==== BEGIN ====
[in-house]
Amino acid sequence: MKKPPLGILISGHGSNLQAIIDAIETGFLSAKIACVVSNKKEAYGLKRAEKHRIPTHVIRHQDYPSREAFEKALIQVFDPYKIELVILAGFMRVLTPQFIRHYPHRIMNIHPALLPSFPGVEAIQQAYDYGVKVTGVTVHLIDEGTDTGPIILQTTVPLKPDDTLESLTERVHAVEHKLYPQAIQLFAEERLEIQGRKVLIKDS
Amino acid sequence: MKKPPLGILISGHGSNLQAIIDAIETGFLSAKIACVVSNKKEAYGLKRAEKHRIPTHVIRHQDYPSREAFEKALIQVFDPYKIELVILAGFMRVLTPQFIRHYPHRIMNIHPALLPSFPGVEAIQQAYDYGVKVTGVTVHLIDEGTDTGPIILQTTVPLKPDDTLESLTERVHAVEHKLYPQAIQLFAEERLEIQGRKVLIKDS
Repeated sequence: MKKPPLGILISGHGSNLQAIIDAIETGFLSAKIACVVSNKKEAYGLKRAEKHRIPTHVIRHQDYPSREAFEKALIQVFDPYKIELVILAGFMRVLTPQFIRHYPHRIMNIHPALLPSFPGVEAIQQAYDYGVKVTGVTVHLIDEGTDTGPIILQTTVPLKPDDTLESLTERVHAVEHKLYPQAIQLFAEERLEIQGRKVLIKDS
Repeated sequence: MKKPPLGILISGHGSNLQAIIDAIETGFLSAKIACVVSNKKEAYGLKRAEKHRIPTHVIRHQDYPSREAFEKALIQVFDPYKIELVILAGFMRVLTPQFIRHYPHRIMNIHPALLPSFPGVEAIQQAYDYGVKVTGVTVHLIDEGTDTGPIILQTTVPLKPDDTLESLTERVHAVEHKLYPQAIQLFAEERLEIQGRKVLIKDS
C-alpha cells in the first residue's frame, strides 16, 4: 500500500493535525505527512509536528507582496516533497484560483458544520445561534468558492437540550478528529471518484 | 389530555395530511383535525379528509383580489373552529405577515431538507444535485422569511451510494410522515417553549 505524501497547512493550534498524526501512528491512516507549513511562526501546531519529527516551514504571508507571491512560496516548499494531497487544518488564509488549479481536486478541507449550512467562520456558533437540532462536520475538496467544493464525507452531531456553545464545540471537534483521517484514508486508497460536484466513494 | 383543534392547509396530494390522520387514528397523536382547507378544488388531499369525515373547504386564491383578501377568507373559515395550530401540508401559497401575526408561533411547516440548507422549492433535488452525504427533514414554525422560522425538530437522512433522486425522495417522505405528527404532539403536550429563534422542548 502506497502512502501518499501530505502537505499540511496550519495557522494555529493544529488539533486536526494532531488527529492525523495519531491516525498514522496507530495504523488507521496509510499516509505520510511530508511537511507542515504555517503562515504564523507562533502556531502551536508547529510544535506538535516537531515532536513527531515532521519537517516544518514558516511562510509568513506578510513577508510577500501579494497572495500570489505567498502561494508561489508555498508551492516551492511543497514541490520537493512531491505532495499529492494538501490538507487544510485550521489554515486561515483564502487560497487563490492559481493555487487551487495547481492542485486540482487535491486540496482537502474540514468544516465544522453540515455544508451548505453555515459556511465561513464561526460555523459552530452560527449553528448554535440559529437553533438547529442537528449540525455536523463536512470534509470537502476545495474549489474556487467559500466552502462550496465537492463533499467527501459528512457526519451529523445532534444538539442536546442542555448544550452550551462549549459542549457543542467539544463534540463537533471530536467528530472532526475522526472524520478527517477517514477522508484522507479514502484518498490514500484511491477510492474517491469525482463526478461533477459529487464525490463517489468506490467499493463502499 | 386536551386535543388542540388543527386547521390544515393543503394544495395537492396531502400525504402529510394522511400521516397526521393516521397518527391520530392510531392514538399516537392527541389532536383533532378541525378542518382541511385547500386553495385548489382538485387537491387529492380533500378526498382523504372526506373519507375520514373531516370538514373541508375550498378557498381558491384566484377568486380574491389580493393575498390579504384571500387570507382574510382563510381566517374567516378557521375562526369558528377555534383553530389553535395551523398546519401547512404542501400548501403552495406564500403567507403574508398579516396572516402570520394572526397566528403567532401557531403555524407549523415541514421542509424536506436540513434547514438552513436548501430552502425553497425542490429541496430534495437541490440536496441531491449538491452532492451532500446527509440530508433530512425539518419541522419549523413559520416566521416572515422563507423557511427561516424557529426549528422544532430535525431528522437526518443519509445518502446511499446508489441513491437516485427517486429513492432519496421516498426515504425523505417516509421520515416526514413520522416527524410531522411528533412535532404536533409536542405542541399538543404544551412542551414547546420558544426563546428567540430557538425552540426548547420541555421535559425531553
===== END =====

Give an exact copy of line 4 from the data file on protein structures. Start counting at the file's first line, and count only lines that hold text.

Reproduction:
Repeated sequence: MKKPPLGILISGHGSNLQAIIDAIETGFLSAKIACVVSNKKEAYGLKRAEKHRIPTHVIRHQDYPSREAFEKALIQVFDPYKIELVILAGFMRVLTPQFIRHYPHRIMNIHPALLPSFPGVEAIQQAYDYGVKVTGVTVHLIDEGTDTGPIILQTTVPLKPDDTLESLTERVHAVEHKLYPQAIQLFAEERLEIQGRKVLIKDS